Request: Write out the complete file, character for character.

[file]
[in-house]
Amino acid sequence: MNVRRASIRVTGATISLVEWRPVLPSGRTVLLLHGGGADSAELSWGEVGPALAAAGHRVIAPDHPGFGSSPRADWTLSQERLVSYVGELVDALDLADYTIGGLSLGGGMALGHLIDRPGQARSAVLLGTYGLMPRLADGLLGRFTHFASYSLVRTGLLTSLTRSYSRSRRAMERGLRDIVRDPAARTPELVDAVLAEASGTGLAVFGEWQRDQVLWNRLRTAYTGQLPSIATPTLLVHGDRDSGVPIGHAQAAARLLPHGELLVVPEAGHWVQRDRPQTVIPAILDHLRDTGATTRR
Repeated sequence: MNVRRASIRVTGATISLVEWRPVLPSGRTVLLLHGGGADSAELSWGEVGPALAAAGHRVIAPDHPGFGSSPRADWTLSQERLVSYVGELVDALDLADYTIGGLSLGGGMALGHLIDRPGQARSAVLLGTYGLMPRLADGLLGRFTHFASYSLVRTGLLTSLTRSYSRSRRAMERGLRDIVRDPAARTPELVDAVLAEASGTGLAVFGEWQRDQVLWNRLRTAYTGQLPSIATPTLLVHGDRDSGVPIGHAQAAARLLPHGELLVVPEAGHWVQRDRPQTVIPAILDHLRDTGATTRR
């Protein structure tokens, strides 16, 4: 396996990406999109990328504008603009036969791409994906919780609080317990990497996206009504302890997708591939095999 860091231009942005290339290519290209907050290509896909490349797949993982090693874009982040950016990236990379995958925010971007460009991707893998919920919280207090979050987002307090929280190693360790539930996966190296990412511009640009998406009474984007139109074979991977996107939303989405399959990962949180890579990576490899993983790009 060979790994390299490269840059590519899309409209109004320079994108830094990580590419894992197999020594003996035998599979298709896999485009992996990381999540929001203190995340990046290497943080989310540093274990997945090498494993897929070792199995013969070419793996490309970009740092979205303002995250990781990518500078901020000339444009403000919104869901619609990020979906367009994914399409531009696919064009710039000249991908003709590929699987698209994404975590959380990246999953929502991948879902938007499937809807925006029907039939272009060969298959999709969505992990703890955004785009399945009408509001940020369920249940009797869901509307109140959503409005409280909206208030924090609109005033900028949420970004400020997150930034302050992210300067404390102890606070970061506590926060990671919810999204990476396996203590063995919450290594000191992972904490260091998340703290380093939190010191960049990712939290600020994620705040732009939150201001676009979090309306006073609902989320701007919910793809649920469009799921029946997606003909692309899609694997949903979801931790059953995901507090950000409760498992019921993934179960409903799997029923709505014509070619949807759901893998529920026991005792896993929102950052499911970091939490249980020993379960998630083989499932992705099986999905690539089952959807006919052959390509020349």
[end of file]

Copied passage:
[in-house]
Amino acid sequence: MNVRRASIRVTGATISLVEWRPVLPSGRTVLLLHGGGADSAELSWGEVGPALAAAGHRVIAPDHPGFGSSPRADWTLSQERLVSYVGELVDALDLADYTIGGLSLGGGMALGHLIDRPGQARSAVLLGTYGLMPRLADGLLGRFTHFASYSLVRTGLLTSLTRSYSRSRRAMERGLRDIVRDPAARTPELVDAVLAEASGTGLAVFGEWQRDQVLWNRLRTAYTGQLPSIATPTLLVHGDRDSGVPIGHAQAAARLLPHGELLVVPEAGHWVQRDRPQTVIPAILDHLRDTGATTRR
Repeated sequence: MNVRRASIRVTGATISLVEWRPVLPSGRTVLLLHGGGADSAELSWGEVGPALAAAGHRVIAPDHPGFGSSPRADWTLSQERLVSYVGELVDALDLADYTIGGLSLGGGMALGHLIDRPGQARSAVLLGTYGLMPRLADGLLGRFTHFASYSLVRTGLLTSLTRSYSRSRRAMERGLRDIVRDPAARTPELVDAVLAEASGTGLAVFGEWQRDQVLWNRLRTAYTGQLPSIATPTLLVHGDRDSGVPIGHAQAAARLLPHGELLVVPEAGHWVQRDRPQTVIPAILDHLRDTGATTRR
């Protein structure tokens, strides 16, 4: 396996990406999109990328504008603009036969791409994906919780609080317990990497996206009504302890997708591939095999 860091231009942005290339290519290209907050290509896909490349797949993982090693874009982040950016990236990379995958925010971007460009991707893998919920919280207090979050987002307090929280190693360790539930996966190296990412511009640009998406009474984007139109074979991977996107939303989405399959990962949180890579990576490899993983790009 060979790994390299490269840059590519899309409209109004320079994108830094990580590419894992197999020594003996035998599979298709896999485009992996990381999540929001203190995340990046290497943080989310540093274990997945090498494993897929070792199995013969070419793996490309970009740092979205303002995250990781990518500078901020000339444009403000919104869901619609990020979906367009994914399409531009696919064009710039000249991908003709590929699987698209994404975590959380990246999953929502991948879902938007499937809807925006029907039939272009060969298959999709969505992990703890955004785009399945009408509001940020369920249940009797869901509307109140959503409005409280909206208030924090609109005033900028949420970004400020997150930034302050992210300067404390102890606070970061506590926060990671919810999204990476396996203590063995919450290594000191992972904490260091998340703290380093939190010191960049990712939290600020994620705040732009939150201001676009979090309306006073609902989320701007919910793809649920469009799921029946997606003909692309899609694997949903979801931790059953995901507090950000409760498992019921993934179960409903799997029923709505014509070619949807759901893998529920026991005792896993929102950052499911970091939490249980020993379960998630083989499932992705099986999905690539089952959807006919052959390509020349």